Monday, April 14, 2014

Day 30 - This One Little Detail Can Cost You Business

“Sometimes the little opportunities that fly at us each day can have the biggest impact.”
-  Danny Wallace, Yes Man

In all the craziness of running my own business, it's easy to overlook little details that seem unimportant in the moment. As I hurriedly answer an e-mail or list a custom order, I want to be done with the task as quickly as possible. But, forgetting small details can really hurt in a big way. One example that always comes to mind is spelling - and I don't mean just lousy spelling that should be caught with spell check. I'm talking about the spelling of people's names. This particular topic really hits home with me because of my name - Theresa. It can be spelled two ways - either Theresa or Teresa.

I cannot count how many times in a week I see my name misspelled. In most instances, it's no big deal. If I'm at Starbuck's and the cashier asks for my name, I don't care how she spells it. I just want my coffee. We're having a quick business interaction and the spelling of my name is not important for the transaction to be completed. However, if I am a customer and having a long-term business relationship, then I hope the business owner makes an effort to spell my name correctly.

Case in point: I signed up as a consultant with a company a while back. My mentor was very high up in the company and I was really excited to learn from her. From the get-go, she spelled my name as Teresa. No big deal at first, but after a few e-mails and interactions, I very politely mentioned that my name was spelled Theresa. The next e-mail from her still had the spelling incorrect and I received no response to the comment about my name. Well, this told me two things:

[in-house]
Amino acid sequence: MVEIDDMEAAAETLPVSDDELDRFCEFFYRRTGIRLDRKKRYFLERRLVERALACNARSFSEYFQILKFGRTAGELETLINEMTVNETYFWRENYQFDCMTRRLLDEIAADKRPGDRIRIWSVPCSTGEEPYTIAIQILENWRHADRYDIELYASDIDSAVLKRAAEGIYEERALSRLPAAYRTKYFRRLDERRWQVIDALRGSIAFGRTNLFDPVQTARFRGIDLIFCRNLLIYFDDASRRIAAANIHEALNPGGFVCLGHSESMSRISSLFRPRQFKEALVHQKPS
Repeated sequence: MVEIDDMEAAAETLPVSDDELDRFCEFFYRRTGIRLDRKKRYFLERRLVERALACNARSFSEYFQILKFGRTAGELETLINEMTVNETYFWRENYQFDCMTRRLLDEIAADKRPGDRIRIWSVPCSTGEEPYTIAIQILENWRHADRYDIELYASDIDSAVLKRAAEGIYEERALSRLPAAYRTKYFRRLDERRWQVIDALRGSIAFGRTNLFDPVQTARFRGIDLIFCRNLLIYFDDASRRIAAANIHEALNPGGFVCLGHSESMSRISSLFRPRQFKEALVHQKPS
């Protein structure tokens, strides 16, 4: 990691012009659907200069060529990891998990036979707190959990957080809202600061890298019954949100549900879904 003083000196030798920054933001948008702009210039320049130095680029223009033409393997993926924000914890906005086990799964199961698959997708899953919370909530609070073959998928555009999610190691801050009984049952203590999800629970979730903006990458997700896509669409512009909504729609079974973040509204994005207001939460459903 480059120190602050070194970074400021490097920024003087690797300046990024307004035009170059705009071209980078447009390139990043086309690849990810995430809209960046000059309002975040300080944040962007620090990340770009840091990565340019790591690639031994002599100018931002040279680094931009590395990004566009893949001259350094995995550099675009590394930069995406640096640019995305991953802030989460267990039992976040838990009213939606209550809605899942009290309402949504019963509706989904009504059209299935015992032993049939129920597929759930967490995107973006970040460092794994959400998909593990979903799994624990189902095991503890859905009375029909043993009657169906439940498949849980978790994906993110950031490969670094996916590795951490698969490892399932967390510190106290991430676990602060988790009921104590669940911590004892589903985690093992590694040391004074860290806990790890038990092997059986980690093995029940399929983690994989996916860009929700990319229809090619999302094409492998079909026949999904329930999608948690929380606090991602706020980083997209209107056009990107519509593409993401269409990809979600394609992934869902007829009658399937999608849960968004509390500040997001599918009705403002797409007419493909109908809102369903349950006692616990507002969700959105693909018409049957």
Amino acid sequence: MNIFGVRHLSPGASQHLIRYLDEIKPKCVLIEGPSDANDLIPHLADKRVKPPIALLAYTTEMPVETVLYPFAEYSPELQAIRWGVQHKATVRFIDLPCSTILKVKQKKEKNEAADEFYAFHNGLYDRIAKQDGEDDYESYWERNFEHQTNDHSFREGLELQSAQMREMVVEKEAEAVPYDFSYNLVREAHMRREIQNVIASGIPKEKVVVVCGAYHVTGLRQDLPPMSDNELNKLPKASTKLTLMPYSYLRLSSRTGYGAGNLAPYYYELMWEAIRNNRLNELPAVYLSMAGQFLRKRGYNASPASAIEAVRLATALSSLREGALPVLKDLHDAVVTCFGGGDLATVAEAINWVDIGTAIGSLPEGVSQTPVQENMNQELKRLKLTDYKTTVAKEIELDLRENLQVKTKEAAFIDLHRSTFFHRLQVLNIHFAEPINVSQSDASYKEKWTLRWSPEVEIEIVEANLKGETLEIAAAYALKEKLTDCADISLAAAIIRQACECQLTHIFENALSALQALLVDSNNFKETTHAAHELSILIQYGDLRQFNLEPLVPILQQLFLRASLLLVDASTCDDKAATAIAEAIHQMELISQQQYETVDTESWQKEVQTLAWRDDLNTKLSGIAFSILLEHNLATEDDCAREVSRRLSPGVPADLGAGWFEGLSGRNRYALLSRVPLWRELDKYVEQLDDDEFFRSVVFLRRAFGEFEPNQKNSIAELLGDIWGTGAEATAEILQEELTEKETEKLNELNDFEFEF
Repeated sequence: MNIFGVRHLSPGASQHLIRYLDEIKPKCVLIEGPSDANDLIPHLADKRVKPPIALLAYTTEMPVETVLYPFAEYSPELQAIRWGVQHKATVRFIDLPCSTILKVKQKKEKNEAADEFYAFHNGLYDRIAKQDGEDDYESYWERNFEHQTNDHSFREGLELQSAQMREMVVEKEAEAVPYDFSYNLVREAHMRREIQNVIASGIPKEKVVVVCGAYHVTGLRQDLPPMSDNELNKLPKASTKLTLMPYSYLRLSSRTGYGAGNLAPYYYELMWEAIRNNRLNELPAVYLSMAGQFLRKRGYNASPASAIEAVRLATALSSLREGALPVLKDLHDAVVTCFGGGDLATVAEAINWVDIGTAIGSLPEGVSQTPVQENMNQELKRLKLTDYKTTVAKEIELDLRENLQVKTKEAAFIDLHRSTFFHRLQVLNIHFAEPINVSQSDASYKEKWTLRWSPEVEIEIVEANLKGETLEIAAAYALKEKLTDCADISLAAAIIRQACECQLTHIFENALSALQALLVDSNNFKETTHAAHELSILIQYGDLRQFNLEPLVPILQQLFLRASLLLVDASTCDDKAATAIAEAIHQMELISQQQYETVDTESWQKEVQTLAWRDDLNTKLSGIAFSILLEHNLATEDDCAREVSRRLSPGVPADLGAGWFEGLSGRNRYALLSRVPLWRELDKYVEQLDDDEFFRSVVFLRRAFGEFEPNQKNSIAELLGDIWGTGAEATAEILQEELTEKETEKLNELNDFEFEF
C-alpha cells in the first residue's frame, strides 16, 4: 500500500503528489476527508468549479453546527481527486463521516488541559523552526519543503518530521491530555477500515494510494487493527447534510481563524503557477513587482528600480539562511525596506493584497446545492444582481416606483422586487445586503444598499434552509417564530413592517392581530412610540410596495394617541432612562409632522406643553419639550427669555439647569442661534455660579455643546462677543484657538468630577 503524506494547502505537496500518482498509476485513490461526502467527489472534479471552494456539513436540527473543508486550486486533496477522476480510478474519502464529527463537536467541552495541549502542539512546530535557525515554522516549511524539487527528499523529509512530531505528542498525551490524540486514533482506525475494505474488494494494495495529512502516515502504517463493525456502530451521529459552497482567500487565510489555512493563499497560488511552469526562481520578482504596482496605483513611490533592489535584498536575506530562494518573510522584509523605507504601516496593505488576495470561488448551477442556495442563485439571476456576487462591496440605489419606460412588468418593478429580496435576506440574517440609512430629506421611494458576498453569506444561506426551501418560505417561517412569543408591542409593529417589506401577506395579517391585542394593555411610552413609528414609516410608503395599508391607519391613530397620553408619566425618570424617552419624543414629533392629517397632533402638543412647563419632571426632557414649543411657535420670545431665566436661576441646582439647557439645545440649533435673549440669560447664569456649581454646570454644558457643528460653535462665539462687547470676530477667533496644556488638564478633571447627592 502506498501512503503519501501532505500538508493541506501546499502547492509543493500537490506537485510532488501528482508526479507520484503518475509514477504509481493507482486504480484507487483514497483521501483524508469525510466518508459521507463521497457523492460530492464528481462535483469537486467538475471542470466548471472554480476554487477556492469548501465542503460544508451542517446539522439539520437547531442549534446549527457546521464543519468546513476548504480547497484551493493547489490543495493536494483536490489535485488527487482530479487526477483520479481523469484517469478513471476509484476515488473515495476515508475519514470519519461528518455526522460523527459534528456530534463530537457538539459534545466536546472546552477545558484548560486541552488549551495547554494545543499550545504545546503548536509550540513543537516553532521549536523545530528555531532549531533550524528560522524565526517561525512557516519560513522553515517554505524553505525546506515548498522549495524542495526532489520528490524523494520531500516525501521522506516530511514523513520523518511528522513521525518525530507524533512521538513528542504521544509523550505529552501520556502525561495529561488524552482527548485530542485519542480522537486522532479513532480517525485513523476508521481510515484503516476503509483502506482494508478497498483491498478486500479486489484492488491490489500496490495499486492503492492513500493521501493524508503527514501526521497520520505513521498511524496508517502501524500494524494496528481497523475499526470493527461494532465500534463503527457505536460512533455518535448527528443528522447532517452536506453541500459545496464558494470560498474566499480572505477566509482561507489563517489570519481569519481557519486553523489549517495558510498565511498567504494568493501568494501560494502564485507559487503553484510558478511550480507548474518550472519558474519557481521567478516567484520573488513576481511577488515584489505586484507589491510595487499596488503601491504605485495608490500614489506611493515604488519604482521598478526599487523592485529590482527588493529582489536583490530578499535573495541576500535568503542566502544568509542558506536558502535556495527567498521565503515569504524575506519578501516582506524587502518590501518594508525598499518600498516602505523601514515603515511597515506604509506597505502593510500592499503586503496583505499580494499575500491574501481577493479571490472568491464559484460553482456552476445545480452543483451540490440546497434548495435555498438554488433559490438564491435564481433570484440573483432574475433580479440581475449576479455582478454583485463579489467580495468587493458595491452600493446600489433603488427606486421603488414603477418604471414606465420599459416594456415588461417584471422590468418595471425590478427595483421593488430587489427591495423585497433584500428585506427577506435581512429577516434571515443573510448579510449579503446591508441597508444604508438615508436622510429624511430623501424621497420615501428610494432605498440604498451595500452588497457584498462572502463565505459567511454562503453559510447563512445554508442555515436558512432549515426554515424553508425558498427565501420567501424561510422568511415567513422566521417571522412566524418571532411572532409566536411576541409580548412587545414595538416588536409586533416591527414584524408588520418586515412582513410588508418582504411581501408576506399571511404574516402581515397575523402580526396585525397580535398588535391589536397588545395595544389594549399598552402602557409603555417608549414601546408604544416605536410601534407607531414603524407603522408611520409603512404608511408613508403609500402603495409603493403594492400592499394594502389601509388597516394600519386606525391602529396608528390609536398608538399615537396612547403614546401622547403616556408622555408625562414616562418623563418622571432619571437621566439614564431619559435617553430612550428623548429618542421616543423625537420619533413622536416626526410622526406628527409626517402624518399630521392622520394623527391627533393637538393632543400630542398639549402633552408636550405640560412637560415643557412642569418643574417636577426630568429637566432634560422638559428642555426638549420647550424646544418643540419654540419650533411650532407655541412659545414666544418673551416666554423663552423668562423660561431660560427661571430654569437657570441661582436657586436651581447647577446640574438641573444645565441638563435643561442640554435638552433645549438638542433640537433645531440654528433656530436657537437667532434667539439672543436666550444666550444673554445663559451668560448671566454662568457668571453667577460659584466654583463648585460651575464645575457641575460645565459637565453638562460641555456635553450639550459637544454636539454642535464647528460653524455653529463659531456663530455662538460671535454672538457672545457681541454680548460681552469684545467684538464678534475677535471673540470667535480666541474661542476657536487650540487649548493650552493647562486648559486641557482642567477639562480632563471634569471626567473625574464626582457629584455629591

1. She didn't care enough to read my e-mail thoroughly.
2. Spelling my name correctly wasn't important to her.

It took me another few weeks and several attempts on my part to get her to finally start spelling my name correctly. Since I thought we were going to have a long standing business relationship, I felt it was important that she know how to spell my name.

In the end, I stopped working with this company. The mentor didn't follow through in a number of ways, and looking back, ignoring my attempts to notify her of the correct spelling of my name was the first red flag.

Little details do matter and it's important to me that customers know they are appreciated and important. Taking that extra moment to double-check the spelling of their name before sending any communication is so crucial! Think about it - when you receive an e-mail, the first line usually contains your name and you will notice if it's not spelled correctly. Why have that be the first impression your customer gets from you?

What do you think? Is this important to you?

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